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I'm using an TCP/IP stack called lwip. I have implemented a function below to send data packets, inspired from a similar callback function that receives data packets.

Each time a packet is received, I create a buffer using the pbuf_alloc function. Then, I send the packet using udp_sendto. Finally, I free the buffer using pbuf_free. (See the code below.)

For some reason, pbuf_free is not freeing the buffer. (I get a buffer overflow after n packets, where n is the pool size.) The lwip wiki warns that:

The network driver may also not assume that the pbuf memory is actually freed when it calls pbuf_free.

How can I force pbuf_free to free my buffer? How is the buffer overflow avoided?

(My implementation below.)

static err_t IAP_tftp_send_data_packet(struct udp_pcb *upcb, struct ip_addr *to, int to_port, int block)
{
  err_t err;
  struct pbuf *pkt_buf;
  char packet[TFTP_DATA_PKT_LEN_MAX];
  int bytesRead;
  int bytesToSend;

  /* Specify that we are sending data. */
  IAP_tftp_set_opcode(packet, TFTP_DATA); 

  /* Specify the block number that we are sending. */
  IAP_tftp_set_block(packet, block);

  bytesRead = IAP_tftp_set_data(packet, block);

  if(bytesRead != 0) {
    bytesToSend = TFTP_DATA_PKT_LEN_MAX - (512 - bytesRead + 1);
  } else {
    bytesToSend = TFTP_DATA_PKT_LEN_MAX - 512;
  }

  pkt_buf = pbuf_alloc(PBUF_TRANSPORT, bytesToSend, PBUF_POOL);

  if (!pkt_buf)
  {
    print("(TFTP) Buffer overflow!\r\n");
  }

  /* Copy the file data onto pkt_buf. */
  memcpy(pkt_buf->payload, packet, bytesToSend);

  err = udp_sendto(upcb, pkt_buf, to, to_port);

  /* free the buffer pbuf */
  printf("%d\n\r", pbuf_free(pkt_buf));

  return err;
}
share|improve this question
    
Did you check the reference count to the buffer? I'm afraid that it is only freed if the reference count is 1. –  Fred Jun 18 '12 at 13:32
    
Possibly udp_sendto takes a reference and releases it asynchronously (in a timer?). Maybe you just need to give it a while? –  ugoren Jun 18 '12 at 13:51
    
@ugoren: I've tried waiting while there is a buffer overflow, but the buffer overflow remains. –  Randomblue Jun 18 '12 at 14:25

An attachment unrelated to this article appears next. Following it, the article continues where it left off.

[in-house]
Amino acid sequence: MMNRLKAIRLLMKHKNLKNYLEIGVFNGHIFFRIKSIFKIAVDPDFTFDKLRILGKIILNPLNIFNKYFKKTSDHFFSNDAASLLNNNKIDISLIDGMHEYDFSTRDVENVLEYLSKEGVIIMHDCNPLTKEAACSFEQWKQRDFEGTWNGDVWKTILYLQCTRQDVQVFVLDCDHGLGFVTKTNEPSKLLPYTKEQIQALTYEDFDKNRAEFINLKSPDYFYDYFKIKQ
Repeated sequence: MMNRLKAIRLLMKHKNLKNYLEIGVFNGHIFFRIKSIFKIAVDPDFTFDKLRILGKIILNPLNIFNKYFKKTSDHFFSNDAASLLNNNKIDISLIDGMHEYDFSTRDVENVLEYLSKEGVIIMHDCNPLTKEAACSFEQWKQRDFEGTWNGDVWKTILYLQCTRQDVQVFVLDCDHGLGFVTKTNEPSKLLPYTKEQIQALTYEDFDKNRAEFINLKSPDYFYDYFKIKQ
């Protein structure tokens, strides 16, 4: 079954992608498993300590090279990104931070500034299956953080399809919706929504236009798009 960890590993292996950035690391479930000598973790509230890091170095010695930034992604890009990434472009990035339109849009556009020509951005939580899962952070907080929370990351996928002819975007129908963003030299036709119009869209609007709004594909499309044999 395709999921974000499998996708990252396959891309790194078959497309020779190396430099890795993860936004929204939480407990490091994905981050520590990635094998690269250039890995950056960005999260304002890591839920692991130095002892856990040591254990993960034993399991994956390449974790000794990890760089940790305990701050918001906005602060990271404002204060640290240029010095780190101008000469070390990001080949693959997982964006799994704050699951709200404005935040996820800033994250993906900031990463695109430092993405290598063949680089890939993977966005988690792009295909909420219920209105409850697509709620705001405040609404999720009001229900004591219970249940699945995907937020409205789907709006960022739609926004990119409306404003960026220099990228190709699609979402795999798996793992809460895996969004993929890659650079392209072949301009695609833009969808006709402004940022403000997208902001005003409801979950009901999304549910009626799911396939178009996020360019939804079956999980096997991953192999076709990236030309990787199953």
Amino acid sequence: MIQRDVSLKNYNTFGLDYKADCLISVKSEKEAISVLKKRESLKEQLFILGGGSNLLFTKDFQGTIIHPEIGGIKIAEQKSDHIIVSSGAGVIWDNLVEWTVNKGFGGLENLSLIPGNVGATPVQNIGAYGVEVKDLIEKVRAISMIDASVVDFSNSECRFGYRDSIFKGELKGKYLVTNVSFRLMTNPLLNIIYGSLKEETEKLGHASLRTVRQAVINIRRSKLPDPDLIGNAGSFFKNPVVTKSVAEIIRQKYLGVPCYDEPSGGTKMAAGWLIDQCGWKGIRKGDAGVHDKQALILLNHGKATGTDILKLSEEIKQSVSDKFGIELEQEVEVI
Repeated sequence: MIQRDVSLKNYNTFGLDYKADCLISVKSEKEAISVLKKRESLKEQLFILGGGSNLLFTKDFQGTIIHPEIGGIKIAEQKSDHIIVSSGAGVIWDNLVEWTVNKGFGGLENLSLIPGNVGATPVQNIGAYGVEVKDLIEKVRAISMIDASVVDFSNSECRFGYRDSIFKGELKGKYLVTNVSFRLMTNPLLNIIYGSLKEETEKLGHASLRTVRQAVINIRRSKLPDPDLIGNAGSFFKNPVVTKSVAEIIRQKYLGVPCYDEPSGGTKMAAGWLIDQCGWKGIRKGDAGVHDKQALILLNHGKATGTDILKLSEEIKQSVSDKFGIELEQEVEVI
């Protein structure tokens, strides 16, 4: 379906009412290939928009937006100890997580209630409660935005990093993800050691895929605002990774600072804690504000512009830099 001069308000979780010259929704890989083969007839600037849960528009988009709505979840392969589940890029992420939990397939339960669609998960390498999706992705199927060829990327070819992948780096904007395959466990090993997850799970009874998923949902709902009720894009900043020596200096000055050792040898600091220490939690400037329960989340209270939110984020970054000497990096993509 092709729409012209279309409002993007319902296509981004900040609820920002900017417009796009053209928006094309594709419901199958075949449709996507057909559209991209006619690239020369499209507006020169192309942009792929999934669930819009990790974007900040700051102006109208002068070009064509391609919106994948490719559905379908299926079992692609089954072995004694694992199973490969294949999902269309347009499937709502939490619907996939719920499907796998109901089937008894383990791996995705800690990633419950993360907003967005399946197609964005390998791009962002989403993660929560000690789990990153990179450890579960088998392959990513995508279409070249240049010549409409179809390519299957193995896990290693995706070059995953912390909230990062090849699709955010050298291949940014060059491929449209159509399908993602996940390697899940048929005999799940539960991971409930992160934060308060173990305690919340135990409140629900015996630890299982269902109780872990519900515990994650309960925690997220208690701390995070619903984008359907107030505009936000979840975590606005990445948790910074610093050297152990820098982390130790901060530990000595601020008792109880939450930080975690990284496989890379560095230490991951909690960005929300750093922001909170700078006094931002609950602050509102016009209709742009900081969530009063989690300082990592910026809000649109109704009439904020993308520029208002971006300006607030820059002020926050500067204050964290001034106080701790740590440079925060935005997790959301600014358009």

1  
What does the printf() statement print when you call pbuf_free() ? –  nos Jul 19 '12 at 22:12

4 Answers 4

up vote 7 down vote accepted
+125

What version of lwIP are you using? Depending on different versions the answers vary a lot.

The memp_malloc() allocation function called inside the pbuf_alloc() has failed or the pbufs chaining has failed.So, it returns NULL.

pbuf_alloc() will also return NULL, if the passed arguments also contains NULL.(due to NULL arguments check).

In newer versions, could you show what value the MEMP_OVERFLOW_CHECK macro contains? The lwIP shows a diferent behavior when the macro value >= 2.

And another cause might be if you are using multi-threading, the locking mechanisms inside the pbuf_alloc() fail, might cause it to return NULL.

Some versions require that you call pbuf_init(), before calling pbuf_alloc().

You can try this:

pkt_buf = NULL;//Use NULL, just incase the NULL is not 0 as per your compiler.
pkt_buf = pbuf_alloc(PBUF_TRANSPORT, bytesToSend, PBUF_REF);
if(pkt_buf == NULL)
{
   printf("pbuf_alloc failed.\n");
}
else
{
   /* Do something with the allocated pbufs and free it. */
}

PBUF_REF will allocate no buffer memory for pbuf. The pbuf should be used in a single thread only and if the pbuf gets queued, then pbuf_take should be called to copy the buffer.

You can also try PBUF_RAM which will allocate buffer in RAM.

For more informtaion, you can also browse the source files of the version of lwIP, that you are using.

share|improve this answer
    
Let me know if this answer still didn't answer your question. –  askmish Aug 17 '12 at 6:14
    
I gave you the bounty because your answer is the most promising. I might have to ask you further details as I have time to investigate. Thanks. –  Randomblue Aug 21 '12 at 20:40
    
If you are comfortable and have enough time, I would suggest you to go through the source code of your version, rather than the wiki. The wiki is poorly maintained. –  askmish Aug 24 '12 at 3:42

The easiest solution seems to be to make the buffer static, i.e. re-use the same buffer for each call:

static struct pbuf *pkt_buf = NULL;

if( pkt_buf == NULL )
    pkt_buf = pbuf_alloc(PBUF_TRANSPORT, bytesToSend, PBUF_POOL);
if( pkt_buf == NULL )
{
    print("(TFTP) Buffer overflow!\r\n");
}

If your scenario involves unloading/reloading the driver, it will leak memory. To fix that, make the buffer static outside the IAP_tftp_send_data_packet() function, and call pbuf_free() when the driver unloads (assuming lwip tells you).

share|improve this answer
    
Hum, doesn't work. Good idea, though. –  Randomblue Jun 18 '12 at 14:22

Just a passing thought, possibly completely nonsensical. In this code:

if(bytesRead != 0) {
    bytesToSend = TFTP_DATA_PKT_LEN_MAX - (512 - bytesRead + 1);
} else {
    bytesToSend = TFTP_DATA_PKT_LEN_MAX - 512;
}
pkt_buf = pbuf_alloc(PBUF_TRANSPORT, bytesToSend, PBUF_POOL);

...is it possible for bytesRead to assume the value 513 - TFTP_DATA_PKT_LEN_MAX ?

If it happened, wouldn't the request to allocate zero bytes fail? (this could be tested by printing the value of bytesToSend upon buffer overflow, and checking if it is nonzero).

share|improve this answer

struct pbuf does not represent a continuous region of memory. It is rather a chain of memory locations. Thus this will not work in general case:

memcpy(pkt_buf->payload, packet, bytesToSend);

You need to scatter-copy your data. The memcpy() from the code snippet may overflow the payload buffer and cause all kinds of side effects including inability to free the pbuf chain cleanly.

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